At operation 630 the correlogram may be analyzed. In some implementations, the analysis may comprise filtering of the correlogram (e.g., band-pass or low-pass) in order to reduce low and/or high frequency content of the correlogram. The correlogram analysis may comprise determination of an object detection threshold (peak threshold, trough threshold), e.g., based on a number of standard deviations. The correlogram analysis may comprise determination of one or more peaks/troughs in the correlogram.

At operation 632, when one or more objects are identified the method proceeds to operation 434 where a range to the detected object is determined. In one embodiment, the one or more objects are identified when a peak or a trough breaches a peak/trough detection threshold. Responsive to a determination at operation 632 that the peak is above the peak detection threshold (e.g., 404 in FIG. 4A) or a trough is below the trough detection threshold (e.g., 406 in FIG. 4A) the method may proceed to operation 434 where range to object corresponding to the given peak may be determined. In some implementations, the range to object may be determined using methodology described above with respect to FIG. 4A and/or Eqn. 1.

Object detection and/or object ranging methodology described herein may advantageously enable continuous estimation of range to objects and/or obstacles form robotic devices during autonomous operation. Continuous ranging may reduce time to impact and/or enable a robotic device to execute avoidance and/or an approach maneuver.

A ranging apparatus of the disclosure may utilize multiple transmitters and/or receivers in order to enable redundancy. In some implementations when operating contemporaneously with one another, individual transmitters may utilize unique random sequences (code division multiplexing) in order to avoid ambiguity. In one or more implementations individual transmitters may operate using alternate time slots (time division multiplexing) in order to avoid signal ambiguity. Other multiple access approaches may be utilized, e.g., frequency division multiplexing, polarization multiplexing, and/or other approaches.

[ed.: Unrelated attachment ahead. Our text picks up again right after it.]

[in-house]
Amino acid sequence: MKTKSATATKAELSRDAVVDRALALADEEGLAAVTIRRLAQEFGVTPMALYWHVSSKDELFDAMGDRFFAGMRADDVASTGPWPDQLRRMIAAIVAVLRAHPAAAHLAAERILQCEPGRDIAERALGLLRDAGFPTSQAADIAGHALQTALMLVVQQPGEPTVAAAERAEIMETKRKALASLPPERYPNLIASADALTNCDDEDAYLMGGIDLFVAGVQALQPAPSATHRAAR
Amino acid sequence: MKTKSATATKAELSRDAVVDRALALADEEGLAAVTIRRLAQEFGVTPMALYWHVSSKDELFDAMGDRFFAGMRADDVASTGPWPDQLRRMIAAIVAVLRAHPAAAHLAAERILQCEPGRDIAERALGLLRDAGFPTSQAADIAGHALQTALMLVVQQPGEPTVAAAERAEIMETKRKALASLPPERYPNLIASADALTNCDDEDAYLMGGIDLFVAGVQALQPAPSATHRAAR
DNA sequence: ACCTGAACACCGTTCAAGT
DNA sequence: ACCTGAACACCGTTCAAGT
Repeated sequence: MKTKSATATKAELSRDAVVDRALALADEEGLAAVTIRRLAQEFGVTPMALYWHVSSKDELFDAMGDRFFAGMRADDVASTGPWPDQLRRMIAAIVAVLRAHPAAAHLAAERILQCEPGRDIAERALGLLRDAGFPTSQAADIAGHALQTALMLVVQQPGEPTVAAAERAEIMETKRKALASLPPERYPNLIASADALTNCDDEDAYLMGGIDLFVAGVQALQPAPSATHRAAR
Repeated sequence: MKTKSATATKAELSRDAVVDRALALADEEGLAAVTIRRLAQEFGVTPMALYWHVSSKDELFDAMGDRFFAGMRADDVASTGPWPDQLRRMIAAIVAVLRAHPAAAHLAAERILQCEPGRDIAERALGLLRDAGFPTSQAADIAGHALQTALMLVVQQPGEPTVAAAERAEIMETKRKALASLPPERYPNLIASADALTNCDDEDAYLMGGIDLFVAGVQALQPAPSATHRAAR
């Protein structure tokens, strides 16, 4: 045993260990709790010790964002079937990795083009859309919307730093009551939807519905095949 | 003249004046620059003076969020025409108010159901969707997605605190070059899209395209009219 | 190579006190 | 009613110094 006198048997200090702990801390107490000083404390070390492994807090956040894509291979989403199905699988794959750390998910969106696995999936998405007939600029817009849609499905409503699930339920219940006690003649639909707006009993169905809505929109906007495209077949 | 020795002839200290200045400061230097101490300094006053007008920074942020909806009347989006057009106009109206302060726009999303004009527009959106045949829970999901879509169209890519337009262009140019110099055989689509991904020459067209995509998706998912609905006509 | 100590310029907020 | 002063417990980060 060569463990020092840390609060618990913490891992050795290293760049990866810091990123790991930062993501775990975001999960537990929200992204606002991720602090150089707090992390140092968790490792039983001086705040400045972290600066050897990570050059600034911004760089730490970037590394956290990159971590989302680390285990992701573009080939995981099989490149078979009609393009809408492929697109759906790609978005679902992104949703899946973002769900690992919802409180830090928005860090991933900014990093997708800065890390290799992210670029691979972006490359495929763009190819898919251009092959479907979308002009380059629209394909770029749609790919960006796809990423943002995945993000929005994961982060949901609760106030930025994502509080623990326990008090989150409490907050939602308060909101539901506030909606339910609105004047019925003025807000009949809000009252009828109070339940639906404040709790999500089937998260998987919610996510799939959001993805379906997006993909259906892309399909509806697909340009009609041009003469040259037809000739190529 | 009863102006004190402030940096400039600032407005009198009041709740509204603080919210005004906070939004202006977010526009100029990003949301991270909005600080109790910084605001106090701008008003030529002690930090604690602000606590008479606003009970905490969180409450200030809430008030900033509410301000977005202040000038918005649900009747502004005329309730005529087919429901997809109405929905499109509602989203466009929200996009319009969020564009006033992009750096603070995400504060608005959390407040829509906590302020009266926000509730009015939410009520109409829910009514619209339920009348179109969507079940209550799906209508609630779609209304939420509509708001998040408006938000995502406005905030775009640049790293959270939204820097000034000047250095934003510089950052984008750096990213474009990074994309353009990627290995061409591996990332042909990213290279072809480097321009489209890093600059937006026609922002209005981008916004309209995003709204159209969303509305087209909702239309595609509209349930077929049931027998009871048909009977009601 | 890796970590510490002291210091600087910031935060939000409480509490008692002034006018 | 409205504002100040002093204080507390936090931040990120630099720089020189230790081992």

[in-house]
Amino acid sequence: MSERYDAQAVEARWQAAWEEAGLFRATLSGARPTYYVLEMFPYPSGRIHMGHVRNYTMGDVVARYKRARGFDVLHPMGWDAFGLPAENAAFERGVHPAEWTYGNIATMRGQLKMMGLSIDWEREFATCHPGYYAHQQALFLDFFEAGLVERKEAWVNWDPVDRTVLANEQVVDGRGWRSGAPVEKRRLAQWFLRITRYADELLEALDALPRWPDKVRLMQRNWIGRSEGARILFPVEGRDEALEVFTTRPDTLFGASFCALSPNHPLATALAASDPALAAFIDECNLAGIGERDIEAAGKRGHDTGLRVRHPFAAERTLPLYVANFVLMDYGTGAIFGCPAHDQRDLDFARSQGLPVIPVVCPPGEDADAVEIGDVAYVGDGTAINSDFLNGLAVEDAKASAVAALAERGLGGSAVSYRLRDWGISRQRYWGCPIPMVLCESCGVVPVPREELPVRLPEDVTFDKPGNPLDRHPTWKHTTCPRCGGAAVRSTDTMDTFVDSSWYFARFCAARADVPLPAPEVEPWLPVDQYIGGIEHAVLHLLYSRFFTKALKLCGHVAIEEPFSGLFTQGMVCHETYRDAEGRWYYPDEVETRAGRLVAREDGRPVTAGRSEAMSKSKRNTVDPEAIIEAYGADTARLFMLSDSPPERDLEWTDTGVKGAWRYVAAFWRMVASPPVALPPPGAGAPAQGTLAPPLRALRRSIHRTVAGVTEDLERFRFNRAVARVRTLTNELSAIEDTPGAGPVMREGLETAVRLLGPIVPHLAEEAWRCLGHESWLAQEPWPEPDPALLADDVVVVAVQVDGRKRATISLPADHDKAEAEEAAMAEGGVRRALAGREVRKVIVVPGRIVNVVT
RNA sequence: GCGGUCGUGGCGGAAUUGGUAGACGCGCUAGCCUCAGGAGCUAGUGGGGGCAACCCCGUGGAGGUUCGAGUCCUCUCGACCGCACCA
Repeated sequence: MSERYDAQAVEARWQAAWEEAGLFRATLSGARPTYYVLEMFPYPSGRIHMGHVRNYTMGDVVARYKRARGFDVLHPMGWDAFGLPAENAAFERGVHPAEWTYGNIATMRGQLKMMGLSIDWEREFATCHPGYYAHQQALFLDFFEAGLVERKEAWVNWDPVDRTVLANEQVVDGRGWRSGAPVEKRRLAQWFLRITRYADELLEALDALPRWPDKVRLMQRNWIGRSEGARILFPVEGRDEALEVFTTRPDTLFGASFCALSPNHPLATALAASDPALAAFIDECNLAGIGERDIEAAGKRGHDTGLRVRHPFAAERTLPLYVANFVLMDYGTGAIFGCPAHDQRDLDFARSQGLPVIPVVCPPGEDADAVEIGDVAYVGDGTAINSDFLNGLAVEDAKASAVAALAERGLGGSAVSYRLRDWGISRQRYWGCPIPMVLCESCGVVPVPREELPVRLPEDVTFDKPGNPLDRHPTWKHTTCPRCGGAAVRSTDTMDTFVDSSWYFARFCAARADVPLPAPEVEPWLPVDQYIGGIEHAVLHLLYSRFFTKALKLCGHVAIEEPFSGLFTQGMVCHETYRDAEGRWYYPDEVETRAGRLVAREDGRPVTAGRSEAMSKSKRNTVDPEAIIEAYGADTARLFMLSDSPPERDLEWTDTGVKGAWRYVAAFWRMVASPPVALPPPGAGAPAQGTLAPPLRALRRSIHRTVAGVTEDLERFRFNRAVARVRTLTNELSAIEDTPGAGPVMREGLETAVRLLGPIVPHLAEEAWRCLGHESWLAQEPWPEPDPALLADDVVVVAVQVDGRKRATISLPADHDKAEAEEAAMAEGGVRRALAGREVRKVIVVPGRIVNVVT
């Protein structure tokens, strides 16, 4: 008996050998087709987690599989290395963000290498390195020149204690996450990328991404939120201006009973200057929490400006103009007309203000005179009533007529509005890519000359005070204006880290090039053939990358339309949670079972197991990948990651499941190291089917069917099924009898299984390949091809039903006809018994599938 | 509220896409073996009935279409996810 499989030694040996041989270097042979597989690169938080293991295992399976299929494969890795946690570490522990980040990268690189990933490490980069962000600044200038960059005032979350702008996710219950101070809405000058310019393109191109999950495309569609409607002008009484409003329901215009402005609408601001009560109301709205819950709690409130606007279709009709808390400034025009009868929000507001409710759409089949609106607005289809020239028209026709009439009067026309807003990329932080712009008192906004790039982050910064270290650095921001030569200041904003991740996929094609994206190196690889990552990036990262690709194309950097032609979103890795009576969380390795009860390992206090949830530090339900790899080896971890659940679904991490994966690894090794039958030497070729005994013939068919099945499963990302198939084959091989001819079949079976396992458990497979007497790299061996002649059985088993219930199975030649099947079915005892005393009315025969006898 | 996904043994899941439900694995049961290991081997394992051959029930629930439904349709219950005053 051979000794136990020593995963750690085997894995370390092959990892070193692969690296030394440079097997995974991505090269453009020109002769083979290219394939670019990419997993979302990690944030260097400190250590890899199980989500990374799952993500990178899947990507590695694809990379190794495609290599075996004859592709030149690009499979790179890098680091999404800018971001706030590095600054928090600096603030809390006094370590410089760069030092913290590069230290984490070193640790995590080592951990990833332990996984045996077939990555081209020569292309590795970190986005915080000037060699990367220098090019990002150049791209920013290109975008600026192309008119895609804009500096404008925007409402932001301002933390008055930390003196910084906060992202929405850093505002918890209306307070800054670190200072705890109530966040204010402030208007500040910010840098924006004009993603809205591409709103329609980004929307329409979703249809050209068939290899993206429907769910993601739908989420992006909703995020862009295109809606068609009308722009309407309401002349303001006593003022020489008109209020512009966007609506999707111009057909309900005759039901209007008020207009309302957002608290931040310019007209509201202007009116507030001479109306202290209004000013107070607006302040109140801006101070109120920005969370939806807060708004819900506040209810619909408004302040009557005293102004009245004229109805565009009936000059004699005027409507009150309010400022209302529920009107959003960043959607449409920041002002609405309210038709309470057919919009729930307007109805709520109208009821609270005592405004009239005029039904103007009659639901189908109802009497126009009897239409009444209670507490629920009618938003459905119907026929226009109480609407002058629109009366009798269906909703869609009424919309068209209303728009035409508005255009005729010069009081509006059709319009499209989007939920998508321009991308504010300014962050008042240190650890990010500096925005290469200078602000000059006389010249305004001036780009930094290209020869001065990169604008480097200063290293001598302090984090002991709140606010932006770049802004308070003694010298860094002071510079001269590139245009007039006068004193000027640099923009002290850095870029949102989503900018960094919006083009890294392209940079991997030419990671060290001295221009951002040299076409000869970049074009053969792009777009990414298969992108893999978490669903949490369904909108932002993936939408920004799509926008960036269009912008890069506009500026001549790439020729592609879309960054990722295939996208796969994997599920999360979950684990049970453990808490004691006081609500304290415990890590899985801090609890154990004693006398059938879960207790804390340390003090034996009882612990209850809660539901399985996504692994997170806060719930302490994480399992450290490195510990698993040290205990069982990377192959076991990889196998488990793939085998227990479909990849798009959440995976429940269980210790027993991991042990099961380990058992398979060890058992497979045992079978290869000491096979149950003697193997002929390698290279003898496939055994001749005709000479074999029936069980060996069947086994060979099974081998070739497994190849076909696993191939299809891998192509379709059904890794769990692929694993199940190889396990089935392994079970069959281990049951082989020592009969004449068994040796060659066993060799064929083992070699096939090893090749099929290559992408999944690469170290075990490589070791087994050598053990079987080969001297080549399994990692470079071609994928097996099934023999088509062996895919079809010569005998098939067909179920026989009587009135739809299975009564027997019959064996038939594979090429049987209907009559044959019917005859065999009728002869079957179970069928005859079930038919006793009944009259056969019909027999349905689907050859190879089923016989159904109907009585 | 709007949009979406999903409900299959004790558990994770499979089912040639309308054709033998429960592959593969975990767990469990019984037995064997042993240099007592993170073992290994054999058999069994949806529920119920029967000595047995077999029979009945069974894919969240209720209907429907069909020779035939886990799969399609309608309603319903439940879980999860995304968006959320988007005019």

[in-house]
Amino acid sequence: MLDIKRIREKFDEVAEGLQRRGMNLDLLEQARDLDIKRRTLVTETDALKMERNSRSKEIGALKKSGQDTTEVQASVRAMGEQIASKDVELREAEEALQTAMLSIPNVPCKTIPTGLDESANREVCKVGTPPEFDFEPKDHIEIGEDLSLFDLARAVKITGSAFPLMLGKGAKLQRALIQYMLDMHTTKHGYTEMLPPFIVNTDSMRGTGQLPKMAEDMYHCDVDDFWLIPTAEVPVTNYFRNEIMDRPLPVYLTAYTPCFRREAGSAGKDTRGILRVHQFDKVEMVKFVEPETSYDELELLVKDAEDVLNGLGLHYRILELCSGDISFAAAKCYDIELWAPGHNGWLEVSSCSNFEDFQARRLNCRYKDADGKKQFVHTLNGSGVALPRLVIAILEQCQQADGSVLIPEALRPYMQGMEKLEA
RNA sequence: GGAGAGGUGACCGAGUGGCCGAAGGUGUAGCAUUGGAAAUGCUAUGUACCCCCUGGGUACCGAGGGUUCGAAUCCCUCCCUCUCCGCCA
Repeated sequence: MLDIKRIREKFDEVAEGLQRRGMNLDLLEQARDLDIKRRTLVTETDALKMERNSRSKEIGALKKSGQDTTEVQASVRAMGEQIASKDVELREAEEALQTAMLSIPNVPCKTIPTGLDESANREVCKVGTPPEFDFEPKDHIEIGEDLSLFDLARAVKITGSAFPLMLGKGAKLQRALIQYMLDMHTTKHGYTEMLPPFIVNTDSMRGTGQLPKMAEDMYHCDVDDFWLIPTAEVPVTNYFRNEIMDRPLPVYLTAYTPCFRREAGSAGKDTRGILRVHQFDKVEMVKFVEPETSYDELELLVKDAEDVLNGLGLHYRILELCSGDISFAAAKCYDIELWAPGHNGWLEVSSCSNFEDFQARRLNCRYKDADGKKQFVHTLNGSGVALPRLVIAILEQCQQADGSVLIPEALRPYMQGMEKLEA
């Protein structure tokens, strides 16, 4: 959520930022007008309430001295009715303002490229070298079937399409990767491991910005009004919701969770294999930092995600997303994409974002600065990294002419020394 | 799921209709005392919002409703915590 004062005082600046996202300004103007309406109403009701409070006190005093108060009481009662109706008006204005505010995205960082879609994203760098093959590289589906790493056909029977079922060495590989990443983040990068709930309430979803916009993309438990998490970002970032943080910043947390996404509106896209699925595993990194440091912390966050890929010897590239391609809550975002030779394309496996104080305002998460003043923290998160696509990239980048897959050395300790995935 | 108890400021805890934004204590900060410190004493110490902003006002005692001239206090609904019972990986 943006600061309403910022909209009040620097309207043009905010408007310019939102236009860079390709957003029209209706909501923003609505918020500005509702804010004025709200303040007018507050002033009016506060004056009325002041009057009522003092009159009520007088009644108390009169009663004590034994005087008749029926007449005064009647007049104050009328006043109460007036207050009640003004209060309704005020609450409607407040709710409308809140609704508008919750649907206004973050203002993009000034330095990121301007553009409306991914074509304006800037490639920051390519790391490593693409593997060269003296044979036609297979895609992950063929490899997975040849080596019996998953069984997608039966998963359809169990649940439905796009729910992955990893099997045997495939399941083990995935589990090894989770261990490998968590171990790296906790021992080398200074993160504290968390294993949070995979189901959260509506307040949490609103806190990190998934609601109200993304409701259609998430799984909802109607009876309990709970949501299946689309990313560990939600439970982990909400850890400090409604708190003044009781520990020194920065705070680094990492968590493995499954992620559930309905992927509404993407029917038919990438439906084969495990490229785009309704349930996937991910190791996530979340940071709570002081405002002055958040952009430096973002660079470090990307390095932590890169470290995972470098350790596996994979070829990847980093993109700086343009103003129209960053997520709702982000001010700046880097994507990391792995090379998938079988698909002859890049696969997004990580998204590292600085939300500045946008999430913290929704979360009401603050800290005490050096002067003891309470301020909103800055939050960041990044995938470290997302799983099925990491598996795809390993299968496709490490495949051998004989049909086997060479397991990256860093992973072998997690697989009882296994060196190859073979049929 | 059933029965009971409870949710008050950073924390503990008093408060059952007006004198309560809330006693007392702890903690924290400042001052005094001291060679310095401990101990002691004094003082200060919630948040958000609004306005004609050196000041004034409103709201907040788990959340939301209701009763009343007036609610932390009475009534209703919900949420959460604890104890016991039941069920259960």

Multiple signal types (modalities) may be employed contemporaneous with one another in order to provide multiple range estimates. Individual range estimates obtained using different physical wave types may be characterized by different performance characteristics, e.g., maximum detection range, range resolution, detection accuracy, energy use, and/or other performance characteristics. Given ranging sensor configuration may be selected based on parameters of a given application. By way of an illustration, a radio frequency sensor may be used to detect objects at greater distances (such from 0 m to 30 m) with poorer spatial resolution (e.g., 0.06 m, 2.4 GHz sampling rate). An acoustic sensor may be used to detect objects at closer distances (such as 0 m to 2 m) with higher spatial resolution (0.004 m, 44 kHz sampling rate) compared to the RF ranging.

Use of broadband signal transmissions enables object detection and/or ranging in varying environments, in the presence of noise (e.g., daylight, IR motion sensors, acoustic sensors in the same environment). Broadband signals may provide for detection of objects that may not be readily detectable by a single frequency (narrowband) signals, e.g., due to object geometry and/or object reflective properties.

Methodology of the disclosure may enable autonomous navigation by robotic devices in a variety of applications. The object detection approach disclosed herein a robotic device to a variety of objects without object pre-selection and/or pre-of wiring and/or without requiring a trainer to record training dataset and analyze data offline. These improvements may be leveraged for constructing autonomous robotic vehicles characterized by a lower cost and/or increased autonomy and/or enable robotic devices to operate in more complex requirements (e.g., tracking multiple targets), navigate at higher speeds, and/or achieve higher performance (e.g., as characterized by a fewer collisions, shorter task execution time, increased runtime without recharging, greater spatial coverage, and/or other parameter).

Although the methodology of the disclosure is primarily described for robotic and vehicle navigation applications, the object detection and/or ranging technology may be used in a variety of applications where short range (e.g., between 1 m and 100 meters) ranging may be of use. By way of an illustration, the methodology of the disclosure may be utilized in human-robot interaction applications for example when determining how far away a hand is from the robot, in order to cause the robot to stop, move forward or backwards.

It will be recognized that while certain aspects of the disclosure are described in terms of a specific sequence of steps of a method, these descriptions are only illustrative of the broader methods of the disclosure, and may be modified as required by the particular application. Certain steps may be rendered unnecessary or optional under certain circumstances. Additionally, certain steps or functionality may be added to the disclosed implementations, or the order of performance of two or more steps permuted. All such variations are considered to be encompassed within the disclosure disclosed and claimed herein.